JAMES Weisz, former director of now-closed Brighton theatre 88 London Road, is at the helm of this classic story of human fallibility. He tells EDWIN GILSON about finding humour amid the bleakness and the perils of running a business.

YOU’RE not likely to forget the first time you read or watched Lord of the Flies.

The 1954 novel by William Golding, adapted for films in 1963 and 1990, is a devastating examination of the human condition. After a plane crashes, leaving a group of children abandoned on a small, uninhabited island, the worst of humanity rears its head. A hierarchy of power is brutally asserted and any semblance of civilisation crumbles, leading to tragic consequences.

James Weisz, director of a new version featuring local child actors, is searching for the right word to describe the plot.

“I remember watching it in year 8 and finding it very... daunting. The message is a bit bleak.” He can say that again. By setting the action in the modern day, though, Weisz hopes to bring fresh elements to the familiar dread. I’m trying to show how children in this day and age would cope on an island,” he says. “We’re wondering how it would feel to be unplugged and go back to basics. People can feel more connected to the story that way.”

The modernisation doesn’t stop there. Weisz and his young cast – whittled down from 90 auditionees – have also been pondering the exact reasons for the traumatic events of the play, referring to contemporary social issues as they do so.

“I got the children’s opinion on what might have caused the plane crash. Is it something to do with terrorism or the dispute between North Korea and America?” Despite the updated touches, Weisz promises the play remains faithful to the original book.

In Lord of the Flies, the children gang up on Piggy because of his weight, glasses and seemingly inferior intelligence. “The easiest thing to do at a scary time is pick on the weakest,” adds Weisz. A power hierarchy can be found in every school class and Weisz’s cast are familiar with some of the dynamics in Lord of the Flies – albeit not to the same devastating extent. Weisz says: “Children talk like that – ‘I have more friends, I should be in charge’. We’ve spoken a lot about bullying.” Is there a risk of traumatising young children by staging such a haunting story? “These are really intelligent young chaps who know the difference between reality and fiction."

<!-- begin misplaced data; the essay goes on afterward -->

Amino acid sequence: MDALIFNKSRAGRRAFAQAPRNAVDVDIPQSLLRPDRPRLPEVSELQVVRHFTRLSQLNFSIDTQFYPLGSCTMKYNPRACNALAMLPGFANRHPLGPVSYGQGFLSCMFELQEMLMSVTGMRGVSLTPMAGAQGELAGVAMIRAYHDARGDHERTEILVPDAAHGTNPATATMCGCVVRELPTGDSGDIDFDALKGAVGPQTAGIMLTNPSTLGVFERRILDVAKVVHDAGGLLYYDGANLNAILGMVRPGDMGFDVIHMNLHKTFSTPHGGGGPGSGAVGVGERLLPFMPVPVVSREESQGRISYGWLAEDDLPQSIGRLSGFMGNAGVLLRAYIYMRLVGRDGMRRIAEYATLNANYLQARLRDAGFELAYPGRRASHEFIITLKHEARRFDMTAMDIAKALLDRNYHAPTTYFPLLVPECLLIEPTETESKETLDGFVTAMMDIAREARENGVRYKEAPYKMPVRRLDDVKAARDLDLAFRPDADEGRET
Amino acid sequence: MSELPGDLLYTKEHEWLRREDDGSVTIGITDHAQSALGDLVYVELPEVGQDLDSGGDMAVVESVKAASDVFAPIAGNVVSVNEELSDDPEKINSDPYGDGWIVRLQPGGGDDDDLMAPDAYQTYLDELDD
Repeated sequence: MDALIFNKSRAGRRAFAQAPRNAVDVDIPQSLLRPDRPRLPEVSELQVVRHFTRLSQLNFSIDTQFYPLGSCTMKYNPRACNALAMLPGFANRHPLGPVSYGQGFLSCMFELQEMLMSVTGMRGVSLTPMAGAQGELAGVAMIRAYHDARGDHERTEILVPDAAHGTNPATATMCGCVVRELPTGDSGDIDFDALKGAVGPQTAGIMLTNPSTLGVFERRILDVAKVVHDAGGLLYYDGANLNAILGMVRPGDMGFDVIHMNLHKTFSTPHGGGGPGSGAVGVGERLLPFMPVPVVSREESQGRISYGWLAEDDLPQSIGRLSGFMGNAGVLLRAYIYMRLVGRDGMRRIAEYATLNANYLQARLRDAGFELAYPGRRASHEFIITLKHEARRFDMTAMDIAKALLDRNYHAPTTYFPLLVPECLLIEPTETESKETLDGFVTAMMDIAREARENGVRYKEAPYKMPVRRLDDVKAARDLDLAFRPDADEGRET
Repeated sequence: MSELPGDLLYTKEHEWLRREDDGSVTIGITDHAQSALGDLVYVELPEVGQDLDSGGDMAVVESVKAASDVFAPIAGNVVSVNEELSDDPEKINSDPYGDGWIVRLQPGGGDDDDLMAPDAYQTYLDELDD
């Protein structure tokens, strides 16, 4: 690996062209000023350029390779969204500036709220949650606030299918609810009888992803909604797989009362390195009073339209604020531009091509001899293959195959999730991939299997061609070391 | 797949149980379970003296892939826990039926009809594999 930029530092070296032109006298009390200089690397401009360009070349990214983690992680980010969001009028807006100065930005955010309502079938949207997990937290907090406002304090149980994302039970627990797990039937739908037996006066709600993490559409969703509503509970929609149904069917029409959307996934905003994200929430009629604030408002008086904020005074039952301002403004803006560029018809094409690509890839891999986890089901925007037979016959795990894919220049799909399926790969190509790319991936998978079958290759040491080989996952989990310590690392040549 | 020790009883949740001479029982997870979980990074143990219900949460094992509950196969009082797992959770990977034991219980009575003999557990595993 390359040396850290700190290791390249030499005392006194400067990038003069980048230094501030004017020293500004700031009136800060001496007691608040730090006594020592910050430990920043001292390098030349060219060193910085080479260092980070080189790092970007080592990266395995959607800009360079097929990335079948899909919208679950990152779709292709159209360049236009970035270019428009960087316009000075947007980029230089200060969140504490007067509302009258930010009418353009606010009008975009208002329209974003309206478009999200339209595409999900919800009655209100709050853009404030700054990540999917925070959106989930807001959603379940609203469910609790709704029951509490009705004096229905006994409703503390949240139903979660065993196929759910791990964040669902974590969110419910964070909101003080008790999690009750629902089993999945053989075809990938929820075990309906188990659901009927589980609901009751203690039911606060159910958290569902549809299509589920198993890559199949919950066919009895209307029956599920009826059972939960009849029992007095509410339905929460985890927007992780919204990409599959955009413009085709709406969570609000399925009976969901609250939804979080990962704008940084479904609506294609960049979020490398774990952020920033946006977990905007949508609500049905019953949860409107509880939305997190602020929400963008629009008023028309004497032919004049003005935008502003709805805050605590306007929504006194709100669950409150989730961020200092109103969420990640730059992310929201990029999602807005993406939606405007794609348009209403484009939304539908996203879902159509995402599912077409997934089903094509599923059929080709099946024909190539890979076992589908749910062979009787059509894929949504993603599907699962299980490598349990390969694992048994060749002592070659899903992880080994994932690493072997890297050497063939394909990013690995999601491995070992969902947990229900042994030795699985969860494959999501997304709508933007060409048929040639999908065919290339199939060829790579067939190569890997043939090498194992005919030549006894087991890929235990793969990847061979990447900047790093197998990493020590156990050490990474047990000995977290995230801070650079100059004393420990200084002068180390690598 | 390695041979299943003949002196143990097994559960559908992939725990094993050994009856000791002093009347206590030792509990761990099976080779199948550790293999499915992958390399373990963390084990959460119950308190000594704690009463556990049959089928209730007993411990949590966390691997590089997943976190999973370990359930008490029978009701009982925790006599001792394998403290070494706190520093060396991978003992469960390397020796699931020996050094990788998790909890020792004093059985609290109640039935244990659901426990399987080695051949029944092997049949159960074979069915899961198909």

What about Weisz himself? Does he see any redemption in Lord of the Flies? “It is bleak but there is also a huge amount of comedy. It’s not always a dirge of misery and ‘look how awful we humans are’.”

Weisz earned a reputation on the Brighton theatre scene through his work with 88 London Road. The theatre regularly staged shows before the landlord handed Weisz an eviction notice following the closure of the building’s cafe-bar. While Weisz says he misses the venue, he adds that it’s a “luxury” to devote his attention entirely to directing plays.

“The theatre did really well, we had thousands of people coming to our shows,” he says. “It was the cafe-bar that was harder to manage. Running a bar is not something I ever wanted to do anyway. Everything costs so much these days and running a small business in Brighton is hard.” His experience hasn’t deterred him, though – at some point, he wants to do it all over again. “I went into it quite naive five years ago but I’ve learned a lot of lessons.”

Lord of the Flies
Brighton Open Air Theatre, 
September 13 to 16. For more information and tickets visit brightonopenairtheatre.co.uk